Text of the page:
Official Report (Hansard)
Date: 15 September 2010
Local Government (Finance) Bill
PDF version of this report (655.15 kb)
COMMITTEE FOR THE ENVIRONMENT
Local Government (Finance) Bill
16 September 2010
Members present for all or part of the proceedings:
Mr Cathal Boylan (Chairperson)
Mr Patsy McGlone (Deputy Chairperson)
Mr Roy Beggs
Mr Thomas Buchanan
Mr Trevor Clarke
Mr Willie Clarke
Mr Danny Kinahan
Mr Alastair Ross
Mr Peter Weir
Mr Brian Wilson
|Mr Joe Campbell
|Association of Local Government Finance Officers
|Mr Robert Dowey
|Northern Ireland Local Government Association
|Councillor Sean McPeake
|Councillor Evelyne Robinson
|Ms Brona Slevin
The Chairperson (Mr Boylan):
We will now receive a presentation from representatives from the Northern Ireland Local Government Association (NILGA) and the Association of Local Government Finance Officers (ALGFO). I welcome Councillor Evelyn Robinson, NILGA president elect; Councillor Sean McPeake, NILGA vice president; Robert Dowey from Newry and Mourne District Council; Brona Slevin from Craigavon Borough Council; and Joe Campbell from Derry City Council. It is a joint presentation, so whoever wants to start off can do so. Because it is a joint presentation, I will allow 10 to 15 minutes and will then open it up to questions. Thank you very much.
Councillor Evelyn Robinson (Northern Ireland Local Government Association):
Thank you very much. I am Councillor Evelyn Robinson, and I understand from what is written here that I am the NILGA president elect. I am also a DUP councillor in Ballymoney. Thank you very much for having us here this morning; we are happy to be here to answer all of your questions. With me this morning are Councillor Sean McPeake, who is the NILGA vice president; Mr Joe Campbell, the chair of the Association of Local Government Finance Officers; Ms Brona Slevin; and Mr Robert Dowey.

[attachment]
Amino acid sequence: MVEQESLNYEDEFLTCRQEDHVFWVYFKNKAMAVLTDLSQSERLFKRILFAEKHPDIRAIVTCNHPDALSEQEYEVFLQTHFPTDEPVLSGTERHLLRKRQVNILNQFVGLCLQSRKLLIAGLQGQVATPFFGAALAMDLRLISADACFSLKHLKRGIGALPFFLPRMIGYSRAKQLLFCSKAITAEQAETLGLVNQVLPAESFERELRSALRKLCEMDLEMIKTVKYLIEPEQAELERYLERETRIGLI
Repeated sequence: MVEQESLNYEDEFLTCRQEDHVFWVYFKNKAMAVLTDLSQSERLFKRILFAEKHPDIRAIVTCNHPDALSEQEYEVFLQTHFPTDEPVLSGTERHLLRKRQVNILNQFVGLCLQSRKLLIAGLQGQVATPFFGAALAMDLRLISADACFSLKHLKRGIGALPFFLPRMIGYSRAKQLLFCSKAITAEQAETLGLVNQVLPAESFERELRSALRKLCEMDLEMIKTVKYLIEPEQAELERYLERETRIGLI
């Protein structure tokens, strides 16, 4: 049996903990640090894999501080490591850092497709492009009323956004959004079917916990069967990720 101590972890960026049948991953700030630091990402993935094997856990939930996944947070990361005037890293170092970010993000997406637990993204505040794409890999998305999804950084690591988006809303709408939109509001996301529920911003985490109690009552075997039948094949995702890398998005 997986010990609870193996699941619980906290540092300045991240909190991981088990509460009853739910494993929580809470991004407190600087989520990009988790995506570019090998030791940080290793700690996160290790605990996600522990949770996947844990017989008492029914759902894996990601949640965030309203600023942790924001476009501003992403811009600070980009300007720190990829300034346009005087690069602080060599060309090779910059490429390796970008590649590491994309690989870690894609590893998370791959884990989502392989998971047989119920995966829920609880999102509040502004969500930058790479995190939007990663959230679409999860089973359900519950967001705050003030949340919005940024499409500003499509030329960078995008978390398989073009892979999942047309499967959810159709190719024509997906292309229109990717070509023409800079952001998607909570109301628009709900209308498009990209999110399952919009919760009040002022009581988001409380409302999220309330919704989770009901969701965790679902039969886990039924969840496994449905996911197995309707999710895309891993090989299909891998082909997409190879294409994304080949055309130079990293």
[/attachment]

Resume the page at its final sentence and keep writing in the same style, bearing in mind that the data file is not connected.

Committee members have a copy of NILGA’s written submission, and we do not propose to go over that in detail. However, there are two issues we wish to highlight. I will highlight the first issue on behalf of NILGA and Mr McPeake will highlight the second one. After that, we will hand over to our finance officer colleagues who will take the rest of the presentation. The first issue concerns the proposed local government (reorganisation) Bill and the associated new governance framework for councillors. As you know, the aim of the Local Government (Finance) Bill is, in part, to modernise the current legislative framework relating to local government finance. NILGA members broadly welcome the proposals but consider that they should not be taken in isolation from proposals that will be contained in the local government (reorganisation) Bill. That Bill will also provide more modern powers for district councils.
When the finance Bill was first introduced, local government was moving towards the 11-council model as part of the local government reform. The Executive decided that that will not now happen in May 2011. The legislation to support that change to 11 councils is to be included as part of the local government (reorganisation) Bill. That is also delayed, pending the decision on the timing of the reform programme.